REP. MATT GAETZ, (R-FL): When you donated that money to your campaign, is there anything else you can say about the work you did that was the origin of those resources?

REP. GEORGE SANTOS, (R-NY): Look, I've worked my entire life. I've lived an honest life. I've never been accused shoot of anything bad doing. So, you know, it's my -- it's the equity of my hard-working self and I've invested inside of me.


BOLDUAN: When he was asked a fairly direct question and a very friendly setting and still did not answer it, this being the -- I think this -- the question of his finances --


BOLDUAN: This is the key question. How does this end?

PHILLIP: Yes. This is absolutely the most significant question. Because contrary to everything that he just said there in that clip, that is not true. He has lied about almost everything that he told the public about his life, including this idea that he's not been accused of any wrongdoing. He was charged in Brazil in a fraud case that the Brazilians are now reopening, so there's some very recent history of George Santos allegedly committing financial crimes elsewhere. And the reason that people are asking about this money is because in the not- so-distant past, he also, you know, filed disclosures that showed that he made very little money.


PHILLIP: So, it's not sufficient at all for him to say that he just worked really hard. But from the political perspective, it seems like GOP leadership are -- they're just content to let that play out in the courts if it plays out at all.

BOLDUAN: Yes, we'll see. It's good to see you, guys. Thank you, guys.

So, people around the world are reacting to the sad news. Lisa Marie Presley has died. The tributes to her and the message from her family. That's next.


BOLDUAN: President Biden meeting in the Oval Office with Japan's Prime Minister right now. The president -- they spoke just moments ago. Let's listen.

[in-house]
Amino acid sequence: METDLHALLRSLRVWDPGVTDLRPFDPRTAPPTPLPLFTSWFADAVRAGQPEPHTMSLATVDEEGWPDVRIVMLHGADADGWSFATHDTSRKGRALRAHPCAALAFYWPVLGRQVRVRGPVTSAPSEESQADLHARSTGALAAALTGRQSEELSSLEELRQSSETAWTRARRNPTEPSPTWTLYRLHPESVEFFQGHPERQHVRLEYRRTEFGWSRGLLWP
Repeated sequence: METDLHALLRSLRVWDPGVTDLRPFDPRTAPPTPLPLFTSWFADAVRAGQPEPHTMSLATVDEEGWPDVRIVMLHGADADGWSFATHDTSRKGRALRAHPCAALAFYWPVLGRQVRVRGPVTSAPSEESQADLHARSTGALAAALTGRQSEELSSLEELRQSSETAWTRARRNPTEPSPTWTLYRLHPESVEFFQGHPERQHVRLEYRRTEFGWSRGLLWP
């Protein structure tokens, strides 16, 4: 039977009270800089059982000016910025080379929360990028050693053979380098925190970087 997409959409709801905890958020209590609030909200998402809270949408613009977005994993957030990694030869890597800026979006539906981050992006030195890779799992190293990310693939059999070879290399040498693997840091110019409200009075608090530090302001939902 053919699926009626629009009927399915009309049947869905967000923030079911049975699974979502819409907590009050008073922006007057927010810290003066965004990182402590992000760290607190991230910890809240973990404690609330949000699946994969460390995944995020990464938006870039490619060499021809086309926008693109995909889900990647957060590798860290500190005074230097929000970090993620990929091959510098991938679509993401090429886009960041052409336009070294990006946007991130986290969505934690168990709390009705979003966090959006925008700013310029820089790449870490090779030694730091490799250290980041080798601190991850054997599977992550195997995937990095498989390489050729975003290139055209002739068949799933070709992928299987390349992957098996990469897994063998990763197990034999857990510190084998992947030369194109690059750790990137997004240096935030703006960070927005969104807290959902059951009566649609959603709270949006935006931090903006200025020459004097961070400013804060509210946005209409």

(BEGIN VIDEOTAPE) JOE BIDEN, PRESIDENT OF THE UNITED STATES: It's been -- I don't think there's ever been a time that I've been closer to Japan. I want to stop so we can translate it.

UNIDENTIFIED FEMALE: (Speaking in a foreign language)

BIDEN: Last year in Japan, you said to me. "We are two nations that share fundamental values. I couldn't agree even more. We are. The shared democratic values are the source of our strength, the source of our alliances, and the source of our being able to deliver for our people.


UNIDENTIFIED FEMALE: (Speaking in a foreign language)

BIDEN: We're modernizing our military alliances, building on Japan's historic increase in defense spending and new national security strategy.

UNIDENTIFIED FEMALE: (Speaking in a foreign language)

BIDEN: Let me be crystal clear. The United States is fully thoroughly completely committed to the alliance.

UNIDENTIFIED FEMALE: (Speaking in a foreign language)

BIDEN: And more importantly, to Japan's defense -- the defense of Japan.

UNIDENTIFIED FEMALE: (Speaking in a foreign language)

BIDEN: We're working closely on tech and economic issues including the Indo-Pacific economic framework when we're stepping up to hold Putin accountable for example, about the war in Ukraine. And I want to thank you. Thank you for your strong leadership on this from the very first -- the very first conversation we had on this.

UNIDENTIFIED FEMALE: (Speaking in a foreign language)

BIDEN: Today I'm looking forward to how we can continue advancing our shared goals and values, including at the G7 summit in Japan and the APEC in San Francisco later this year.

UNIDENTIFIED FEMALE: (Speaking in a foreign language)

BIDEN: Rather than figuring out how we can work more closely together in a more difficult job and trying to figure out how and where we disagree.

UNIDENTIFIED FEMALE: (Speaking in a foreign language)

BIDEN: You're a real leader and you're a real friend.

UNIDENTIFIED FEMALE: (Speaking in a foreign language)

FUMIO KISHIDA, JAPANESE PRIME MINISTER: (Speaking in a foreign language)